The year is almost over and multi signature wallets have finally arrived in what was said to be the year of multisig. Over the last many months I have been reading about this technology and eagerly looking to find a service that would help us easily use and manage such an account. Below are all of the easy to use options that I know of and have experimented with. If you don’t have a clue what multi signature transactions are, start here, but the basic idea is having to use more than one private key to sign a transaction to spend funds from a given account. This type of account can be shared by multiple users but also allows for one person to have to sign and manage 2 of 3 keys adding a security layer for individual users and not necessarily having to have multiple people sign off on a transactions.
BitGo was the first to bring a multisig product to market and in March of this year started offering enterprise grade accounts to business and bitcoin enthusiasts. BitGo does make their wallet free for the general public but the tools and feature sets are targeted at businesses with a need to secure large bitcoin holdings. Implementing a wallet like this is easy but a number of steps must be taken to set up the account properly. The wallet should require your company to have a technical/security officer who would implement the account and secure the relevant data and master keys. This person would have no signing authority but would play a critical role in keeping this information backed up and safe. In addition, some amount of training would likely be needed for the staff that does have signing authority: your accountants, office managers, and CFO. If this sounds like your use case, this is the best and most widely used professional account on the market. In the end, I did not find this to be the best tool for our small organization but I have retained a security officer who will help us implement this wallet in the coming year.
Coinbase announced its Vault service earlier this year and on Oct 29th announced that this system was now operating with multi signature technology under the hood. The blog post also noted a new feature of this wallet to allow users to control their own private keys; specifically the ones used in a multisig agreement. While the wallet is still primarily geared towards individual users, the multisig vaults can be set up between a group of Coinbase users in a 2 of 3 or 3 or 5 configuration. This type of set up make funds easily shared with family members and provides complete control in the case that a family member passes on.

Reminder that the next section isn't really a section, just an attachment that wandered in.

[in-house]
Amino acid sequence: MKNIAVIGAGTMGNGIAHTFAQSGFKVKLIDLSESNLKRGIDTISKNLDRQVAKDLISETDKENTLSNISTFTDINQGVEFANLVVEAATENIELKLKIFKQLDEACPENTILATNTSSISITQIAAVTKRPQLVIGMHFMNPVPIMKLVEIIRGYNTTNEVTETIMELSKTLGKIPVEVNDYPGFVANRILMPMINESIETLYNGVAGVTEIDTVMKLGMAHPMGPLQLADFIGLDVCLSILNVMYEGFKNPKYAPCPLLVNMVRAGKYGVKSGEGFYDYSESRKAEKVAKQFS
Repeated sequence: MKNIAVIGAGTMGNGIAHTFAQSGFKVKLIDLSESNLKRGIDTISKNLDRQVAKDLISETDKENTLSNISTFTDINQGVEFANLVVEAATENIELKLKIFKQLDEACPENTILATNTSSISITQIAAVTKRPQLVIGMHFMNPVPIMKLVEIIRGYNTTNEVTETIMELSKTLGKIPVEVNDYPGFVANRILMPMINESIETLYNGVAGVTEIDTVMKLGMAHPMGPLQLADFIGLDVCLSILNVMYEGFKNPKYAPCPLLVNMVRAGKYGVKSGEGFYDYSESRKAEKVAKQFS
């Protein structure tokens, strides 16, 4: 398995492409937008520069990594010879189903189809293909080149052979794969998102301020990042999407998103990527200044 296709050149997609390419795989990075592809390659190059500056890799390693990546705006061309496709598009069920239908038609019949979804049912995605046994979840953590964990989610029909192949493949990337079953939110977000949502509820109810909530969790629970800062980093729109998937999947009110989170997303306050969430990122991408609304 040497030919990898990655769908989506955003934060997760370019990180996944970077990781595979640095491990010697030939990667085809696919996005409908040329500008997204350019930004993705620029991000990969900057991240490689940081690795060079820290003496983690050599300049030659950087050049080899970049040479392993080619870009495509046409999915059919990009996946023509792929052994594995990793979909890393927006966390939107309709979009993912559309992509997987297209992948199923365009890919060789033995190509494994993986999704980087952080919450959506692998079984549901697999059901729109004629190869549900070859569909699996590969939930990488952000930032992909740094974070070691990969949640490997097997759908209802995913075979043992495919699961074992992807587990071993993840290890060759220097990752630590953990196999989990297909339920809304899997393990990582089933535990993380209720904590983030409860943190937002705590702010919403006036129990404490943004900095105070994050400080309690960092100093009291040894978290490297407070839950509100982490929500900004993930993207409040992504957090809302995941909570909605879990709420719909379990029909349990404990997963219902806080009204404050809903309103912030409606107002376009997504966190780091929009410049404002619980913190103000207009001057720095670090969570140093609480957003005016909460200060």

BitPay announced in July that its open source multisig wallet Co-Pay was available to the public. The feature set of this wallet look nice and this appears to be geared towards large organizations and institutions who need consensus spending. With the strong warning that this wallet is still in beta and should not be used with large amounts of funds leads me to not take it to seriously just yet.
Multisig for all, last but certainly not least is the multisig wallet offered by Coinkite. Just announced a week ago, Coinkite combines HMS bank grade security in its web wallet with powerful multisig tools to create and store private keys. This wallet operates much like the Coinbase offering above with a few twists that give it the maximum amount of options and configurations. An account can be set up with up to 15 users (the limit set by the protocol), so if a 7 of 12 agreement is what your organization requires, you can have an account set up this way. The major flexibility comes in that you don’t have to have a Coinkite account to enter in to a multisig agreement with others who do. You can provide your own keys from any supported multisig wallet, or Coinkite can generate the key for you and still leave the security and storage of that key up to you.
The simplest option is to let Coinkite create and host the key in your web wallet. They also allow the option to protect that key with a password so that even Coinkite could not access your funds with your keys. All four options are presented to each participant after being invited to the account and will allow any group of individuals to enter in to the wallet regardless of their knowledge of multisig and private key management. The user experience on the website could be a bit better but giving users access to multisig wallets that are easy to use and setup is why we are reconstituting our funds behind multisig using Coinkite’s service. This account shown below is for our homeless outreach efforts in the Bay area and soon Pensacola, stay tuned for an announcement about that in the next few days.
The bottom line with this technology is that it is a huge step forward in stopping funds from being easily stolen. But keep in mind that all the offerings above offer no insurance with them, there is no FDIC and this is still the wild west of bitcoin. If you read the Terms of Service carefully, you will find that you assume complete responsibility for the wallets listed here and no one from customer service can reset passwords or anything of the sort if you encounter a problem. In the coming years I think that most of this will be baked in to the wallet you use and you won’t get much of a chance to see the nitty gritty happening behind the scenes.
If you are still curious about what all this all looks like and would like to jump in and make your first multisig account, sign up for a free Coinkite account here or let me know what you think of the other wallets offered in the comments below.
Note: Armory, Bitcoin Core, and others offer multisig accounts in their software based wallets but none are really easy for the average user to set up.